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“Gilmour was moving the ball both in the air and off the pitch, making it almost impossible for the batsmen. The Australians rushed to their positions after every over to get as many overs as possible before the sun came out”

Gary Gilmour had played only 2 ODIs when he arrived in England for the inaugural World Cup. Though he had taken 3 for 55 across the matches, he had never batted in ODI cricket. Once there, he was left out of the group stages of the tournament.

The semi-final against England was played on a green pitch. “The groundsman had watered it and it looked green and damp,” was the Wisden verdict. Australia decided to drop Ashley Mallett and play four seamers. Thus, Gilmour accompanied Dennis Lillee, Jeff Thomson, and Max Walker.

Ian Chappell won the all-important toss and put England in. And once Lillee was done with his first over, Chappell threw the ball to Gilmour.

Gilmour was not as menacing as Lillee and Thomson; nor was he as persevering and consistent as Walker. But he held two advantages over his counterparts: first, he bowled left-handed; and secondly, he could move the ball almost absurdly if the conditions favoured him.

Also read: World Cup Heroes: The blaze of Alvin Kallicharran

It soon became obvious there was more to the conditions than the overcast sky and the green strip. The pitch offered uneven bounce, especially from Gilmour’s end; and as the batsmen found out to their peril, the front-foot play turned out to be detrimental.

Gilmour soon trapped Dennis Amiss leg-before. Graeme Wood put Lillee away for four, but Gilmour soon sneaked one through between his bat and pad to hit off-stump. 11 for 2.

By this stage Gilmour was moving the ball both in the air and off the pitch, making it almost impossible for the batsmen. The Australians rushed to their positions after every over to get as many overs as possible before the sun came out.

And just when England seemed to have settled down, Rod Marsh almost flew in front of first slip to come up with a spectacular catch.

Frank Hayes shouldered arms to Gilmour and was leg-before – though the ball might have missed off; Keith Fletcher hung around pitifully before Gilmour brought one in to have him leg-before. And another leg-before followed when Alan Knott played one from the crease and mixed.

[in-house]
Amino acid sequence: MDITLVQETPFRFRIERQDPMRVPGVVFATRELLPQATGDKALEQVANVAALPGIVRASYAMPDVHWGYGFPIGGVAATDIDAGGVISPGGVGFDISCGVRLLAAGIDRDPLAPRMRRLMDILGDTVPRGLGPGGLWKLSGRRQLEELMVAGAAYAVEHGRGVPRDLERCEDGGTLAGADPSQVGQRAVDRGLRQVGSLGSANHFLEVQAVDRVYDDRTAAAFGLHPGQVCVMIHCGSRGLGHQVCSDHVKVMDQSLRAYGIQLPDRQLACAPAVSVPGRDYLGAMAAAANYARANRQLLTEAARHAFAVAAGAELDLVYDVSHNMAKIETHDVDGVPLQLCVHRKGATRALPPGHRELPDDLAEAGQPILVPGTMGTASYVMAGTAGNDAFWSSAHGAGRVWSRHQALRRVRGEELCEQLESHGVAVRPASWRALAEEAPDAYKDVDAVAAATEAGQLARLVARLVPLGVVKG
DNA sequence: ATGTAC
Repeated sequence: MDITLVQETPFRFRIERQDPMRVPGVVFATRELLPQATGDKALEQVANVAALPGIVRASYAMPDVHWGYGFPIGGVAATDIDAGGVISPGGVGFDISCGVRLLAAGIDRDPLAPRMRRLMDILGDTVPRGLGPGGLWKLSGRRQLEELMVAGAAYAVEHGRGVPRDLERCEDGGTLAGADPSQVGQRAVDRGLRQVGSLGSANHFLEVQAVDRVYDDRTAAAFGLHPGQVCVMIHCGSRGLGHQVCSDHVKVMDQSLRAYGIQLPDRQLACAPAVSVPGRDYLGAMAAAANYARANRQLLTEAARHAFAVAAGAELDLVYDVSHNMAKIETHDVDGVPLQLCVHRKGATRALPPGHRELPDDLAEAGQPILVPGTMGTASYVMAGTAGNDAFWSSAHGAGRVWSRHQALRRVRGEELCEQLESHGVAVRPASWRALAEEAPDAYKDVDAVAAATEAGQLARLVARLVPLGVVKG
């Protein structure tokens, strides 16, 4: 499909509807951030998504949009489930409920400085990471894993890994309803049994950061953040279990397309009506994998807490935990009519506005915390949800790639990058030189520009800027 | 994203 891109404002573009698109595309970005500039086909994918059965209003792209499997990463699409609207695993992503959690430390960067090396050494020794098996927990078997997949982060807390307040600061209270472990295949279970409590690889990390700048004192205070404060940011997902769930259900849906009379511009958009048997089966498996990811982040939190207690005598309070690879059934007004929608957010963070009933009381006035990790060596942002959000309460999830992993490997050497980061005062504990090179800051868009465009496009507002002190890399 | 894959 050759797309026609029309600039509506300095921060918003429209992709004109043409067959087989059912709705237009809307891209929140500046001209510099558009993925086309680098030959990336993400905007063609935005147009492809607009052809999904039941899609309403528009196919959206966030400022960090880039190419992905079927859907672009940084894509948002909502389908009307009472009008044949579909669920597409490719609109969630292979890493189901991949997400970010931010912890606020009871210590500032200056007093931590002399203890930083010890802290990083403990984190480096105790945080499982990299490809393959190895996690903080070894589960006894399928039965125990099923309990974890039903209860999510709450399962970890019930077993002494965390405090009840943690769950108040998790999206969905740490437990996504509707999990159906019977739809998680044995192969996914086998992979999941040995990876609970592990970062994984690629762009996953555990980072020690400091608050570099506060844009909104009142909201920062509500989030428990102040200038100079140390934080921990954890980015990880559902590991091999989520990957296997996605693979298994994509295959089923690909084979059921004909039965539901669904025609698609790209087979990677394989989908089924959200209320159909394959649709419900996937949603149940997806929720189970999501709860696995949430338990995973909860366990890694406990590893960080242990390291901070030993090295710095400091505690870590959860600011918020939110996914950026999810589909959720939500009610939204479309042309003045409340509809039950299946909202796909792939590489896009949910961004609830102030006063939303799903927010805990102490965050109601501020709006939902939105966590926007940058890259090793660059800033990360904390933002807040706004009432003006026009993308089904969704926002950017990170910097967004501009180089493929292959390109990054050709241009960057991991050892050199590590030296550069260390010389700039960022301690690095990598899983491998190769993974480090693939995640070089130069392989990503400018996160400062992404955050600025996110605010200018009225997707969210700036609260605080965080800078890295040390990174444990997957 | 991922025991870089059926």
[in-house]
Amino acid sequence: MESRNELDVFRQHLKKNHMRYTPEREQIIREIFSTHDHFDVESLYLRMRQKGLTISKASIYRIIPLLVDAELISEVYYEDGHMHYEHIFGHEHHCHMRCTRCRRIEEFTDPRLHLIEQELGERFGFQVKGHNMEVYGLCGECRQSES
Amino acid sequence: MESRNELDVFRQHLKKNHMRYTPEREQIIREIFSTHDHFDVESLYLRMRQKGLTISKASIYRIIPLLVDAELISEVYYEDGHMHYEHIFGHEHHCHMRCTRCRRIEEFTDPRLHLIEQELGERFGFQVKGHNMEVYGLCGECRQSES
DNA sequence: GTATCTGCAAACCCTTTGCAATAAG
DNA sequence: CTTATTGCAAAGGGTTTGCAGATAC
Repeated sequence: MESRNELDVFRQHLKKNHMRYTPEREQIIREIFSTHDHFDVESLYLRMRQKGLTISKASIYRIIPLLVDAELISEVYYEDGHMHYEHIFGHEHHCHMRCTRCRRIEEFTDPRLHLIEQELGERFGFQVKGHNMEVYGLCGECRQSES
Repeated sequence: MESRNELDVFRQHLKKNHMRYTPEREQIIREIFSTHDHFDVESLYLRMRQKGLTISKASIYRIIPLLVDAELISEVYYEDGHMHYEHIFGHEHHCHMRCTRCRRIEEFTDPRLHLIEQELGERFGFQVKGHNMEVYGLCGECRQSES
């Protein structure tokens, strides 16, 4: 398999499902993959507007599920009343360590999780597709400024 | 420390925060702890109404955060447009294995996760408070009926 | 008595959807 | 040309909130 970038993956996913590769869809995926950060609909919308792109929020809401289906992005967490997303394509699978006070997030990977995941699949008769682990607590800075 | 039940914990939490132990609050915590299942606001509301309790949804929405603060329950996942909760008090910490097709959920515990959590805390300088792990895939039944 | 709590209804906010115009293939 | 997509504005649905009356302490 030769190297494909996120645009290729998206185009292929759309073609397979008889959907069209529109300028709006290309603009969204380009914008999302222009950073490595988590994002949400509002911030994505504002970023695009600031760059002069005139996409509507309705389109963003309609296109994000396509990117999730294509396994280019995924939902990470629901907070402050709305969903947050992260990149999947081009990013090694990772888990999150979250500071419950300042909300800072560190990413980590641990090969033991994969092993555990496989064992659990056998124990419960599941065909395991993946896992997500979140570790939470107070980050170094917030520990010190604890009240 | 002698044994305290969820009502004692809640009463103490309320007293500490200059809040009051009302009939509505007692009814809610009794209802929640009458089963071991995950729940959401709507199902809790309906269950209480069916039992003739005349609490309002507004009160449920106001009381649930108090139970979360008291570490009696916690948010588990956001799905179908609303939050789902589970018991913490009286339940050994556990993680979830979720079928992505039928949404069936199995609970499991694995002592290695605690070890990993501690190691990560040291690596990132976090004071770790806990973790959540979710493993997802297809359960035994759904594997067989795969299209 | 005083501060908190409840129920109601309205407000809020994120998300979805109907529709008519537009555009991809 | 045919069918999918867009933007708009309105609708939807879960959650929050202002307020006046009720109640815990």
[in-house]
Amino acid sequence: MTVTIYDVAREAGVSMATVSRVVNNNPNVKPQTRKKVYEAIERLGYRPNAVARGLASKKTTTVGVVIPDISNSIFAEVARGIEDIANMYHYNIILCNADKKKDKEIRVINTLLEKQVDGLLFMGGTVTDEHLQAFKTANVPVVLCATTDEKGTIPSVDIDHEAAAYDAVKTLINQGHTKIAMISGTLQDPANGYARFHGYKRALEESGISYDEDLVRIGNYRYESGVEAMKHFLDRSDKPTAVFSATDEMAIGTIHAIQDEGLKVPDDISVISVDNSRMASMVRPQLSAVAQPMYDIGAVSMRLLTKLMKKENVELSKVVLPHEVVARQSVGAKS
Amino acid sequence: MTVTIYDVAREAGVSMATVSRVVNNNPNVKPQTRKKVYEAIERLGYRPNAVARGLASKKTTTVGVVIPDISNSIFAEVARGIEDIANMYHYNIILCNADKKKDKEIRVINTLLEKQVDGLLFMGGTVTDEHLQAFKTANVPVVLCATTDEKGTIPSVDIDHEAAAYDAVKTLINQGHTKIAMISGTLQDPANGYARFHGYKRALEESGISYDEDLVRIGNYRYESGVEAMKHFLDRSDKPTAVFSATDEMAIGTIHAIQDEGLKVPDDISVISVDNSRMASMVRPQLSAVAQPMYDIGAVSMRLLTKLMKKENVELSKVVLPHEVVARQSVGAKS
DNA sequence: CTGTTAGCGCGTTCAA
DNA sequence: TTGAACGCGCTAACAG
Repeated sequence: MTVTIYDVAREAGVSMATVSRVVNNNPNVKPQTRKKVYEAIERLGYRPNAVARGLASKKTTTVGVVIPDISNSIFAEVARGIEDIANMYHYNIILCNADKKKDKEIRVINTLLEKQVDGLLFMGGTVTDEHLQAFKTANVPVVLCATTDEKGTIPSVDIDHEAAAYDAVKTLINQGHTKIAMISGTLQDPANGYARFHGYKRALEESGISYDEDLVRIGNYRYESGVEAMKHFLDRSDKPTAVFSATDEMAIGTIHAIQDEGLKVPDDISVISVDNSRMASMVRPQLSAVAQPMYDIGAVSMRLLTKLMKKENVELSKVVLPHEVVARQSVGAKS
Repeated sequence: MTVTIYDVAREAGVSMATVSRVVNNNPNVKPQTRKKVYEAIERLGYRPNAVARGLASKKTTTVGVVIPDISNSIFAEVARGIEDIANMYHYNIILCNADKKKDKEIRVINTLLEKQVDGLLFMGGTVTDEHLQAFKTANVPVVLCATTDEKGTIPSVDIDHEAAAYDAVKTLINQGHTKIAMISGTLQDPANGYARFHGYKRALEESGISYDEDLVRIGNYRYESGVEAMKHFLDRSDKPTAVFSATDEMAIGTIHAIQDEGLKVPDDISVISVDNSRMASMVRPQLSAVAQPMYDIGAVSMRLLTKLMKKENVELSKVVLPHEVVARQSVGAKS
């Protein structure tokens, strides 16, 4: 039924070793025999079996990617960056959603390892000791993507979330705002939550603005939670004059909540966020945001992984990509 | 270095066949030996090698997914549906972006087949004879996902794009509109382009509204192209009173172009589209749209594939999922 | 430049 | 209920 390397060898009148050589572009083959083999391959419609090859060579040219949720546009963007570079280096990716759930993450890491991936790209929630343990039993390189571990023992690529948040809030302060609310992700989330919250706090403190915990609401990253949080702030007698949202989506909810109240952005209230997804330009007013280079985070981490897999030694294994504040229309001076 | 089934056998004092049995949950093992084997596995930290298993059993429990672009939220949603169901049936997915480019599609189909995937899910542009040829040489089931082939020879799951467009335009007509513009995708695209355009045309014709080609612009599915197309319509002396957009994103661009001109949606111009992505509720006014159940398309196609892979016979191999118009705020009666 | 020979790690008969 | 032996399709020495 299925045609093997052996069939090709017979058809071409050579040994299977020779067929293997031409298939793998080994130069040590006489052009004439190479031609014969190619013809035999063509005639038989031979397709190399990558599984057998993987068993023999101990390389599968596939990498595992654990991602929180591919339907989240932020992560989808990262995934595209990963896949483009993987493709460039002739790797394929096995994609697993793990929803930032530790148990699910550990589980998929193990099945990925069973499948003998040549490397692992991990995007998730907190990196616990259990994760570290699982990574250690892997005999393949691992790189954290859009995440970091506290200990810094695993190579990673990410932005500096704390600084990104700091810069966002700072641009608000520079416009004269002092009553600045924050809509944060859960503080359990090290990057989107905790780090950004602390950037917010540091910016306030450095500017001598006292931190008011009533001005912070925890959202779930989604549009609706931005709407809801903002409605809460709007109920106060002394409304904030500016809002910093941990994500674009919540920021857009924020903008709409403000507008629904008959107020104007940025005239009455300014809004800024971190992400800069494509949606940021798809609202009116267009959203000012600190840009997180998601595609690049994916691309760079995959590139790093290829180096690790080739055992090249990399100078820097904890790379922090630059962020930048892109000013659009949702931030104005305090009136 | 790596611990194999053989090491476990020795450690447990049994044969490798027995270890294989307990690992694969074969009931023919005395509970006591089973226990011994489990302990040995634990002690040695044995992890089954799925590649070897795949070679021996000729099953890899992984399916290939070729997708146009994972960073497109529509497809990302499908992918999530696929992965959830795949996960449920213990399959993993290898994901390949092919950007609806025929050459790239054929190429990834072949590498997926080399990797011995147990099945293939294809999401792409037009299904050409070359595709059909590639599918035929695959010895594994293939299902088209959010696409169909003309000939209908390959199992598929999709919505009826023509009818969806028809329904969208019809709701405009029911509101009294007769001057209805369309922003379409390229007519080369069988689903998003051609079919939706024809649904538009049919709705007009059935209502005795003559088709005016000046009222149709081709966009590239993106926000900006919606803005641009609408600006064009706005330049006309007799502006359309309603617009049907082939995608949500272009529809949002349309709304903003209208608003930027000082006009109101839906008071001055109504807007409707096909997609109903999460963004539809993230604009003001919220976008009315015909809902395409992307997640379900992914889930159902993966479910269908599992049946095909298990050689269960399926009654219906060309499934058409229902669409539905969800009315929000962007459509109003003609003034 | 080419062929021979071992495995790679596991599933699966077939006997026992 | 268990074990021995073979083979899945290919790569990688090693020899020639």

Gilmour became the first cricketer to take 6 wickets in an ODI. He finished with figures of 12-6-14-6. Four of these batsmen were leg-before and one bowled. Their scores read 2, 6, 8, 7, 4, 0, and he left England reeling at 36/6.

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Now Walker took out two quick wickets, and England became 52 for 8. Mike Denness (27) and Geoff Arnold (18 not out) somehow pushed the total to 93.

But England hit back. Their owners added 17 before Arnold took out Alan Turner. Then Chris Old, in a took out the Chappell brothers en route a spell of 3 for 2 in 7 balls. John Snow contributed with two more, and Australia were soon 39 for 6. Doug Walters held the fort, but he needed a partner. And out strode Gilmour, for his second special performance of the day.

It made little sense to wear out the bowlers. All England needed was one wicket, for the batsmen at the pavilion – Walker, Lillee, Thomson – were not quite Bradman. A banner with the words ROOS CAN’T PLAY CRICKET fluttered in the stands.

There was only one way to go about it. And Gilmour, a clean, very hard hitter, took over the charge. He had smashed a 58-ball 52 on Test debut against the Hadlee brothers. The Kiwis will be at the receiving end of his famous 101 at Christchurch in 1976-77 as well, when he (and Walters) drank all night and smashed the bowlers around. Eighty-six of Gilmour’s 101 came in boundaries.

Over years they would compare his all-round skills to Alan Davidson’s; and while he would not quite live up to those expectations, there was little doubt over his natural talent.

Walters led the charge with a drive and a cut for fours. Then Gilmour took over from his New South Wales captain. He stretched his front foot and used those immensely strong shoulders and arms to muscle the ball down the ground.

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On 78, Gilmour was dropped by Greig at second slip. That was the only blip. The pair added 55 in 58 balls. Gilmour finished with a run-a-ball unbeaten 28, leaving Walters behind. He was obviously Player of the Match.

Now Gilmour had to be picked for the final as well. Here he ran into one of the greatest ODI innings of all time. Clive Lloyd walked out at 50/3; he lasted less than two hours and faced 85 balls, but he slammed 102 out of 149 runs scored during his stay.

The West Indians middle- and lower middle-order hit out, and they reached 291/8. But that was not because of Gilmour but despite him. He finished with 5/48. And during that frantic chase, he got a quick 11-ball 14.

Gilmour finished the tournament with ridiculous figures of 24-8-62-11. There were also 42 runs scored at over a run a ball. No one, not even Mohinder Amarnath or Aravinda de Silva or Shane Warne, has produced such outrageous performances in the semi-final and final of the World Cup.

What happened to Gilmour? 

Gilmour played just one more ODI, against West Indies at Adelaide later that year. He did not bat (which meant he never batted outside the World Cup) and picked up 2/48. His 5 ODIs fetched him 16 wickets at 10.31.

His Test numbers – 483 runs at 23, 54 wickets at 26 – were not poor either. However, a persistent foot problem and supreme disdain towards physical exercise hastened the end of his career. His first 9 Tests had fetched him 44 wickets at 21; the last 6, 10 at 50.

He passed away in 2014.

Tournament record: Matches 2 | Runs 42 | Ave 42 | SR 108 | W 11 | Ave 5.63 | Econ 2.58 | 1 c

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